A Gentleman In Blue
A Gentleman In Blue
Sometime in the latter third of the twentieth century, after men had walked on the moon, I went to a print shop and had some calling cards printed up. These cards did not include an address or telephone number. There were only two lines of text on the cards, the first line in larger type than the second. The complete wording on each card was
Frank Gregory Charlton, III
Ensign, United States Navy
A few weeks later, after work, on a day that had been designated by the Executive Officer of my boat, I went home and changed clothes. We had worked all day in our Wash Khaki uniforms. Now I changed into my Service Dress Blue (Bravo) uniform. My wife put on one of her nicest dresses. Then we paid a call on my Commanding Officer and his wife at their home.
(The (Bravo) in the uniform specification meant that we wore white officers' hats, instead of the blue officers' hats that were worn with the otherwise identical Service Dress Blue (Alfa) uniform. It had been more than 25 years since the (Alfa) uniform had ever been worn, but it was still on the books, and the orders and regulations never omitted the (Bravo) in those days.)
We stayed for twenty minutes, making light conversation in the skipper's living room. At that point I rose, and I made our excuses to leave. The skipper and his wife insisted that we stay, and we sat down for another ten minutes. At that point I got up again and we left, despite our hosts' insistences that we stay longer. On my way out the door, I left three calling cards on a tray by their front door. Two of the cards were mine, one for the skipper and one for his wife. One card was my wife's. Her card listed only her name, nothing else. I left my wife's card for the skipper's wife. It would not, of course, be appropriate for a lady to leave a card for a gentleman.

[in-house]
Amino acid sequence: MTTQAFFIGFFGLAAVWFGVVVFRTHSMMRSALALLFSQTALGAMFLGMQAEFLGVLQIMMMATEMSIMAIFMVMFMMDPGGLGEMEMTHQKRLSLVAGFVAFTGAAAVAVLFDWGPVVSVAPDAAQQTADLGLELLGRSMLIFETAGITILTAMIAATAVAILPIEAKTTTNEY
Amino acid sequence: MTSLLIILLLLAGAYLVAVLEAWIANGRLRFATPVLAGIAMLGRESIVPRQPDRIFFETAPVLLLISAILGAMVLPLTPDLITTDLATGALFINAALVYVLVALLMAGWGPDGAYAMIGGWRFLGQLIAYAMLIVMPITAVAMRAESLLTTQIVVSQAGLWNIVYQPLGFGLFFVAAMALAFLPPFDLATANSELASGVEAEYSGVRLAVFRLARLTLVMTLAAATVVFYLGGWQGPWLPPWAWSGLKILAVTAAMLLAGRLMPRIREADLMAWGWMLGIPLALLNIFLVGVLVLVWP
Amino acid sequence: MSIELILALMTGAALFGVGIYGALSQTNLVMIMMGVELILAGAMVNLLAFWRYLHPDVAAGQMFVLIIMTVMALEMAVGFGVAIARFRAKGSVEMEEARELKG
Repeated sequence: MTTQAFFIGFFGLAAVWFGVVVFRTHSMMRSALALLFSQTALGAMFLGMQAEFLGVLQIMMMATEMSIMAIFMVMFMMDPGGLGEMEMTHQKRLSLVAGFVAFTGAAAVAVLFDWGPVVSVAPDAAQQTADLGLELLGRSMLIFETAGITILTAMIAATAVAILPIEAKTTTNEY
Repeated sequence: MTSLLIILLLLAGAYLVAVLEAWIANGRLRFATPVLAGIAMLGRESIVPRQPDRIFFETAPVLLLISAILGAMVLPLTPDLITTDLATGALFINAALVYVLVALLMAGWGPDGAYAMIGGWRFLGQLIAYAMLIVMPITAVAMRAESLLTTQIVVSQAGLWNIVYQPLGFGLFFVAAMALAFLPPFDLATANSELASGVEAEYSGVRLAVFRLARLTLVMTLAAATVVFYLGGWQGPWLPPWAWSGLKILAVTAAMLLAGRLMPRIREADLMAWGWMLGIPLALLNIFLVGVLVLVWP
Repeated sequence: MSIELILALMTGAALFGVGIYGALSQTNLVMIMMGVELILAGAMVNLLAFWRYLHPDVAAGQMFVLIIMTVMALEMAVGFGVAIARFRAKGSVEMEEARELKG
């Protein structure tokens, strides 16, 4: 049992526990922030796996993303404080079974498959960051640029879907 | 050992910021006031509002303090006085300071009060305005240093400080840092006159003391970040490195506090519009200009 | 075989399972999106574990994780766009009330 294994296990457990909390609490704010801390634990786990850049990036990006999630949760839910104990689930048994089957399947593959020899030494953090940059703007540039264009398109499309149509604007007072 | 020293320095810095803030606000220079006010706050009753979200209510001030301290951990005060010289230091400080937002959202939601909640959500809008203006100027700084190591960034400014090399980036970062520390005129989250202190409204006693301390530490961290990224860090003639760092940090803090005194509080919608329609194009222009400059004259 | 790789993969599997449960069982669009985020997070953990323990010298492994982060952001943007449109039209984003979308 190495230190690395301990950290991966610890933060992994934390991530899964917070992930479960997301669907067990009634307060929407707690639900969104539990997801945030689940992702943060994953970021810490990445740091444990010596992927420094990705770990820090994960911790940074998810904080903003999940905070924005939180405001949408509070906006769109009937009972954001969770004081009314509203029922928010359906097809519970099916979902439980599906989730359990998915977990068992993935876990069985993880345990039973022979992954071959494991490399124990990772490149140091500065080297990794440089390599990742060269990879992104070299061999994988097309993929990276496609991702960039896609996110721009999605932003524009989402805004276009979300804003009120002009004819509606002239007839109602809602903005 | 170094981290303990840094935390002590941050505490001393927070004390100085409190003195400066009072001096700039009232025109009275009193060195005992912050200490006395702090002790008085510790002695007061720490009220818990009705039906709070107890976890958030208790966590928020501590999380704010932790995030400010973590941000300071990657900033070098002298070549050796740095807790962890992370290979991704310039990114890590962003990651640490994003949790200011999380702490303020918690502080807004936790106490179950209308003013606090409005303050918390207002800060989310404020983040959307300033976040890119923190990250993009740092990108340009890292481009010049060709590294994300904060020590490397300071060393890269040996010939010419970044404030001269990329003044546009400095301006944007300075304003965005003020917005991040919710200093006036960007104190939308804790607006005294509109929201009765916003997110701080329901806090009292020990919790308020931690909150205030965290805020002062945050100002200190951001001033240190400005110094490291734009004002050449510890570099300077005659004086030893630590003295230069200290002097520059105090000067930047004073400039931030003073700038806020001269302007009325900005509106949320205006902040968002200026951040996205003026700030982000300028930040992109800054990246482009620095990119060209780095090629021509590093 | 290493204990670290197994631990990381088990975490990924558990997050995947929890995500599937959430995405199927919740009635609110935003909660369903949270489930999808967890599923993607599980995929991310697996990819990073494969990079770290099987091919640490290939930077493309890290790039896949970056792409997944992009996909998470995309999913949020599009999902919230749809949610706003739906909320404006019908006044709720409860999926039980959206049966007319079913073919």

Why did we do this? Were we eccentrics, acting out some old-fashioned rituals for some peculiar purposes of our own? No. We were doing what everyone else in our social circle did. It was The Thing To Do.
The following week, I went home from work and again changed from my Wash Khaki uniform into Service Dress Blue (Bravo). The skipper and his wife paid a call on us at our house. They got up to leave after twenty minutes, and I insisted that they stay, offering another cup of tea. Ten minutes later they left in spite of my protestations. They left three calling cards for us.
It was The Thing To Do.